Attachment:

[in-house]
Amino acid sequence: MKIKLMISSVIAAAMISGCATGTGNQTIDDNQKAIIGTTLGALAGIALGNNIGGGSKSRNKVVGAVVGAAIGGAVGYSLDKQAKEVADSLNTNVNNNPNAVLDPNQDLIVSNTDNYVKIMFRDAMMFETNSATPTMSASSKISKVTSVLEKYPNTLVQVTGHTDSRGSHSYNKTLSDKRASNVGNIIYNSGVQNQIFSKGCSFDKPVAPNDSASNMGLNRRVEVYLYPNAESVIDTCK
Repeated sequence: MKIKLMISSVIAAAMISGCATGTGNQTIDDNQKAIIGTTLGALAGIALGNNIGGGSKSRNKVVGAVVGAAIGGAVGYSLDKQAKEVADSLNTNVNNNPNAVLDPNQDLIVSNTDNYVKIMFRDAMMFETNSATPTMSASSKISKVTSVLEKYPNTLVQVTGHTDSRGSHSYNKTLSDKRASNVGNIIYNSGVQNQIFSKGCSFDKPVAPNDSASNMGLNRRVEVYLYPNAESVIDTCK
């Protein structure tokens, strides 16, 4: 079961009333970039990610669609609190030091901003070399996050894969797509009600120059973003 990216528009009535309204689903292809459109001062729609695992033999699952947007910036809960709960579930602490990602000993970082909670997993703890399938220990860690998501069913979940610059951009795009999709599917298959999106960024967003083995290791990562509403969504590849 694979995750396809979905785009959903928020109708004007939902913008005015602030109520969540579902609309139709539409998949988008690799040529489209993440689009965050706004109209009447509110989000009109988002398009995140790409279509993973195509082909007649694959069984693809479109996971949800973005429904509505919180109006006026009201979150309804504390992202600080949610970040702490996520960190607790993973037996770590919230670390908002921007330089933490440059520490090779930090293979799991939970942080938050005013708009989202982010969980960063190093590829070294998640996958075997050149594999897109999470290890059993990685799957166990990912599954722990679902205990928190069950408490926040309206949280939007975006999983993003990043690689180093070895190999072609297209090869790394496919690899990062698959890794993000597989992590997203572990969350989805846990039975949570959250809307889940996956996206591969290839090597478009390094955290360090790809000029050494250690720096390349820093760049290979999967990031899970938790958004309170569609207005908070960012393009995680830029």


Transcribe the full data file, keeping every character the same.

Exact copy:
[in-house]
Amino acid sequence: MKIKLMISSVIAAAMISGCATGTGNQTIDDNQKAIIGTTLGALAGIALGNNIGGGSKSRNKVVGAVVGAAIGGAVGYSLDKQAKEVADSLNTNVNNNPNAVLDPNQDLIVSNTDNYVKIMFRDAMMFETNSATPTMSASSKISKVTSVLEKYPNTLVQVTGHTDSRGSHSYNKTLSDKRASNVGNIIYNSGVQNQIFSKGCSFDKPVAPNDSASNMGLNRRVEVYLYPNAESVIDTCK
Repeated sequence: MKIKLMISSVIAAAMISGCATGTGNQTIDDNQKAIIGTTLGALAGIALGNNIGGGSKSRNKVVGAVVGAAIGGAVGYSLDKQAKEVADSLNTNVNNNPNAVLDPNQDLIVSNTDNYVKIMFRDAMMFETNSATPTMSASSKISKVTSVLEKYPNTLVQVTGHTDSRGSHSYNKTLSDKRASNVGNIIYNSGVQNQIFSKGCSFDKPVAPNDSASNMGLNRRVEVYLYPNAESVIDTCK
């Protein structure tokens, strides 16, 4: 079961009333970039990610669609609190030091901003070399996050894969797509009600120059973003 990216528009009535309204689903292809459109001062729609695992033999699952947007910036809960709960579930602490990602000993970082909670997993703890399938220990860690998501069913979940610059951009795009999709599917298959999106960024967003083995290791990562509403969504590849 694979995750396809979905785009959903928020109708004007939902913008005015602030109520969540579902609309139709539409998949988008690799040529489209993440689009965050706004109209009447509110989000009109988002398009995140790409279509993973195509082909007649694959069984693809479109996971949800973005429904509505919180109006006026009201979150309804504390992202600080949610970040702490996520960190607790993973037996770590919230670390908002921007330089933490440059520490090779930090293979799991939970942080938050005013708009989202982010969980960063190093590829070294998640996958075997050149594999897109999470290890059993990685799957166990990912599954722990679902205990928190069950408490926040309206949280939007975006999983993003990043690689180093070895190999072609297209090869790394496919690899990062698959890794993000597989992590997203572990969350989805846990039975949570959250809307889940996956996206591969290839090597478009390094955290360090790809000029050494250690720096390349820093760049290979999967990031899970938790958004309170569609207005908070960012393009995680830029």